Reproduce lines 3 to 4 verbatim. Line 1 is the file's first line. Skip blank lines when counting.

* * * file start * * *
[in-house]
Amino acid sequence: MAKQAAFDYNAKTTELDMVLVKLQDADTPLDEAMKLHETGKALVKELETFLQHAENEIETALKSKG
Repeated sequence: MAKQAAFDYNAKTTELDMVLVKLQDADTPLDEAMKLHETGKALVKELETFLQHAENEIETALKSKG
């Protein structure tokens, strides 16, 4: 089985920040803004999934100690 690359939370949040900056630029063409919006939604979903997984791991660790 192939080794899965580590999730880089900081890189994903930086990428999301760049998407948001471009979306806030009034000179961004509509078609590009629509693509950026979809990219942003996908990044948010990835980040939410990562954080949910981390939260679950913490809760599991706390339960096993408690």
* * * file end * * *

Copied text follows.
Repeated sequence: MAKQAAFDYNAKTTELDMVLVKLQDADTPLDEAMKLHETGKALVKELETFLQHAENEIETALKSKG
């Protein structure tokens, strides 16, 4: 089985920040803004999934100690 690359939370949040900056630029063409919006939604979903997984791991660790 192939080794899965580590999730880089900081890189994903930086990428999301760049998407948001471009979306806030009034000179961004509509078609590009629509693509950026979809990219942003996908990044948010990835980040939410990562954080949910981390939260679950913490809760599991706390339960096993408690």